Acceptability of dietary and physical activity lifestyle modification for men following radiotherapy or radical prostatectomy for localised prostate cancer: a qualitative investigation

The experience and acceptability of lifestyle interventions for men with localised prostate cancer are not well understood, yet lifestyle interventions are increasingly promoted for cancer survivors. We explored the opinions, experiences and perceived acceptability of taking part in nutritional and physical activity interventions amongst men with prostate cancer and their partners; with the ultimate plan to use such information to inform the development of nutritional and physical activity interventions for men with prostate cancer.

Semi-structured interviews with 16 men, and seven partners, undergoing curative surgery or radiotherapy for prostate cancer. Interviews explored experiences of lifestyle interventions, acceptable changes participants would make and perceived barriers and facilitators to change. Interviews were thematically analysed using the framework approach.

Men were frequently open to lifestyle modification and family support was considered vital to facilitate change. Health beneficial, clinician endorsed, understandable, enjoyable interventions were perceived as attractive. Barriers included 'modern' digital technology, poor weather, competing commitments or physical limitations, most notably incontinence following radical prostatectomy. Men were keen to participate in research, with few negative aspects identified.

Men are willing to change behaviour but this needs to be supported by clinicians and health professionals facilitating lifestyle change. An 'intention-behaviour gap', when an intended behaviour does not materialise, may exist. Digital technology for data collection and lifestyle measurement may not be suitable for all, and post-surgery urinary incontinence is a barrier to physical activity. These novel findings should be incorporated into lifestyle intervention development, and implemented clinically.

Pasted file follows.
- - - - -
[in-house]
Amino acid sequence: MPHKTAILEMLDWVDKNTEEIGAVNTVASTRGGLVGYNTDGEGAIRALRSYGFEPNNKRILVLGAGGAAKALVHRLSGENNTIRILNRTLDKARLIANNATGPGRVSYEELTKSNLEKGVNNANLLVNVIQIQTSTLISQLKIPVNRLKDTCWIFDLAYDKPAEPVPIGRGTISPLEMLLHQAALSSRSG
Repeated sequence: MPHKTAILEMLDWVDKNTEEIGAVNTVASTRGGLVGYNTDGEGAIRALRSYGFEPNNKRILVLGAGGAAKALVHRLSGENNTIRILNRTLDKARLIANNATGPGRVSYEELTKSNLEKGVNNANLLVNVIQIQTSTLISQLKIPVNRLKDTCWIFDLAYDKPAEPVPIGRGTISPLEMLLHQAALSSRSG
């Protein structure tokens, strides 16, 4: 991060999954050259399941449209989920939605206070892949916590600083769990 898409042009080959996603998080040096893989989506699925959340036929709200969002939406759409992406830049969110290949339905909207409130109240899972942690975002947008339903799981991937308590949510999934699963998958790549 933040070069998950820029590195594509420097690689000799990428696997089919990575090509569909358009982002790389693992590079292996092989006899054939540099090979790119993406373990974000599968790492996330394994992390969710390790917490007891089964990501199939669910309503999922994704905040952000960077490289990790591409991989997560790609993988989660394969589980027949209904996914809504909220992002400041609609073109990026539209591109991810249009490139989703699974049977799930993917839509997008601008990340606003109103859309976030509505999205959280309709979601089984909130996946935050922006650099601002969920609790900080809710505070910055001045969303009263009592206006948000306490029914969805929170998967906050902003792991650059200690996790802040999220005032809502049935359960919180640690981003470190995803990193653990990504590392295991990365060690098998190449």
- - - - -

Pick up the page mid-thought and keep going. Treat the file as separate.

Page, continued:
BMC urology. 2017 Oct 10*** epublish ***

Lucy E Hackshaw-McGeagh, Eileen Sutton, Raj Persad, Jonathan Aning, Amit Bahl, Anthony Koupparis, Chris Millett, Richard M Martin, J Athene Lane

University of Bristol, NIHR Biomedical Research Centre - Nutrition, Diet and Lifestyle Theme, Level 3, University Hospitals Bristol Education Centre, Upper Maudlin Street, Bristol, BS2 8AE, England, UK. ., University of Bristol, Bristol Medical School: Population Health Sciences, Canynge Hall, 39 Whatley Road, Bristol, BS8 2PS, England, UK., Bristol Urological Institute, Southmead Hospital Bristol, Southmead Road, Westbury-on-Trym, Bristol, BS10 5NB, England, UK., Freeman Hospital, Freeman Road, Newcastle upon Tyne, Tyne and Wear, NE7 7DN, England, UK., Bristol Haematology & Oncology Centre, Horfield Road, Bristol, BS2 8ED, England, UK., Member of the NIHR Biomedical Research Centre - Nutrition, Diet and Lifestyle Theme Prostate Cancer Patient and Public Involvement Group, Bristol, England, UK., University of Bristol, NIHR Biomedical Research Centre - Nutrition, Diet and Lifestyle Theme, Level 3, University Hospitals Bristol Education Centre, Upper Maudlin Street, Bristol, BS2 8AE, England, UK.

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